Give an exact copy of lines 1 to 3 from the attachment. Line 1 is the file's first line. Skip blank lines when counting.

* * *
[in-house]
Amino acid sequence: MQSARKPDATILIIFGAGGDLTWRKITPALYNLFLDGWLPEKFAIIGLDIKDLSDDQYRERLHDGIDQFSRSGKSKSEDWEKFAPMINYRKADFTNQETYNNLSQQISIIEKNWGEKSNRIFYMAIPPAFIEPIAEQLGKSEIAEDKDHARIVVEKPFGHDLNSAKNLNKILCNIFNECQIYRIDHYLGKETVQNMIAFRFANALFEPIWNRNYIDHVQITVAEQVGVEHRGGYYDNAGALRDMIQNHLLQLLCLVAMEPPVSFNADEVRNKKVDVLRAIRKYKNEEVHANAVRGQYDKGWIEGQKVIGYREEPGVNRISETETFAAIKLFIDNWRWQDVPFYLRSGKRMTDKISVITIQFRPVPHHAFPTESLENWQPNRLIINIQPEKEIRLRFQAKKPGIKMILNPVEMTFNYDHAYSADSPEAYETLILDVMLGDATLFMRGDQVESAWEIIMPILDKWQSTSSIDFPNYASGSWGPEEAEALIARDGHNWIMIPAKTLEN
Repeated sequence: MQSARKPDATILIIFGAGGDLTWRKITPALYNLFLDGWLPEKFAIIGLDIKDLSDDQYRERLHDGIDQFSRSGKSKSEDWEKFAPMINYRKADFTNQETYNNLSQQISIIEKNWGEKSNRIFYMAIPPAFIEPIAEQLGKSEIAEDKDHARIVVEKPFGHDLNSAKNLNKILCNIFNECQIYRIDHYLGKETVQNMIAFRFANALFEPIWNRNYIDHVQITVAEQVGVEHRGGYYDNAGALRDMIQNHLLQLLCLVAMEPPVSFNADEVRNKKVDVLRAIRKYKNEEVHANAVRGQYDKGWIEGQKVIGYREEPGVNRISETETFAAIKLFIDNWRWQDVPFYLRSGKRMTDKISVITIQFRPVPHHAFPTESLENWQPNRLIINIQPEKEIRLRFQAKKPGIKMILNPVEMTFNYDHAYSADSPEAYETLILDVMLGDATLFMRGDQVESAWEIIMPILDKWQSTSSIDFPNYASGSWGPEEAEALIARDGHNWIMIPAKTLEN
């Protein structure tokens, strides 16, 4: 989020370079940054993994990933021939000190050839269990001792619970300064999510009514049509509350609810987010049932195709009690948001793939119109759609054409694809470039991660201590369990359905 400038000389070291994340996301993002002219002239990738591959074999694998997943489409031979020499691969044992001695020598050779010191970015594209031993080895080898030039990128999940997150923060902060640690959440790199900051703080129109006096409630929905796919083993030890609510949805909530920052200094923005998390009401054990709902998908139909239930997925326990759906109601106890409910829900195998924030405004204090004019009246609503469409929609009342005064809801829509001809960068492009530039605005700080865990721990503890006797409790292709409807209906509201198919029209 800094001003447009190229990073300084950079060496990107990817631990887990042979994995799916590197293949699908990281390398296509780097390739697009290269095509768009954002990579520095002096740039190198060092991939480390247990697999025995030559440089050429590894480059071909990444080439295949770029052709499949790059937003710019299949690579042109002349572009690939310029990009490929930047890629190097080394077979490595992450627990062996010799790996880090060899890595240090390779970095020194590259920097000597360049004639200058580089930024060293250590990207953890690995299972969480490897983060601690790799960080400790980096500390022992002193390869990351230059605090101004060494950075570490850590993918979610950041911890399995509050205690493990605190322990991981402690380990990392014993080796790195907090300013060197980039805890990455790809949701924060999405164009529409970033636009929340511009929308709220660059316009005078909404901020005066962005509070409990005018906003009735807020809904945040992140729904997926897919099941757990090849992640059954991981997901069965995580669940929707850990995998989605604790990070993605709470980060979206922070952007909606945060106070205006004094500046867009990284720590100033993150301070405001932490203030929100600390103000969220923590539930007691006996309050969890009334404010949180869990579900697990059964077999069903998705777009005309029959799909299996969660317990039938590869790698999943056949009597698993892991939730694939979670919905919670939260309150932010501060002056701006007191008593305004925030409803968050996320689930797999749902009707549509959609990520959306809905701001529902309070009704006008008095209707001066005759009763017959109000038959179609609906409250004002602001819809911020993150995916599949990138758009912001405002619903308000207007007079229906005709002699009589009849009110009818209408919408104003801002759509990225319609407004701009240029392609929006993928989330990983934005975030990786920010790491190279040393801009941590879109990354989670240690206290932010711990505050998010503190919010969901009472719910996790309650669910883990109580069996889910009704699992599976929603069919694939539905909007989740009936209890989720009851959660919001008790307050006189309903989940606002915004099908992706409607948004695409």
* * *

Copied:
[in-house]
Amino acid sequence: MQSARKPDATILIIFGAGGDLTWRKITPALYNLFLDGWLPEKFAIIGLDIKDLSDDQYRERLHDGIDQFSRSGKSKSEDWEKFAPMINYRKADFTNQETYNNLSQQISIIEKNWGEKSNRIFYMAIPPAFIEPIAEQLGKSEIAEDKDHARIVVEKPFGHDLNSAKNLNKILCNIFNECQIYRIDHYLGKETVQNMIAFRFANALFEPIWNRNYIDHVQITVAEQVGVEHRGGYYDNAGALRDMIQNHLLQLLCLVAMEPPVSFNADEVRNKKVDVLRAIRKYKNEEVHANAVRGQYDKGWIEGQKVIGYREEPGVNRISETETFAAIKLFIDNWRWQDVPFYLRSGKRMTDKISVITIQFRPVPHHAFPTESLENWQPNRLIINIQPEKEIRLRFQAKKPGIKMILNPVEMTFNYDHAYSADSPEAYETLILDVMLGDATLFMRGDQVESAWEIIMPILDKWQSTSSIDFPNYASGSWGPEEAEALIARDGHNWIMIPAKTLEN
Repeated sequence: MQSARKPDATILIIFGAGGDLTWRKITPALYNLFLDGWLPEKFAIIGLDIKDLSDDQYRERLHDGIDQFSRSGKSKSEDWEKFAPMINYRKADFTNQETYNNLSQQISIIEKNWGEKSNRIFYMAIPPAFIEPIAEQLGKSEIAEDKDHARIVVEKPFGHDLNSAKNLNKILCNIFNECQIYRIDHYLGKETVQNMIAFRFANALFEPIWNRNYIDHVQITVAEQVGVEHRGGYYDNAGALRDMIQNHLLQLLCLVAMEPPVSFNADEVRNKKVDVLRAIRKYKNEEVHANAVRGQYDKGWIEGQKVIGYREEPGVNRISETETFAAIKLFIDNWRWQDVPFYLRSGKRMTDKISVITIQFRPVPHHAFPTESLENWQPNRLIINIQPEKEIRLRFQAKKPGIKMILNPVEMTFNYDHAYSADSPEAYETLILDVMLGDATLFMRGDQVESAWEIIMPILDKWQSTSSIDFPNYASGSWGPEEAEALIARDGHNWIMIPAKTLEN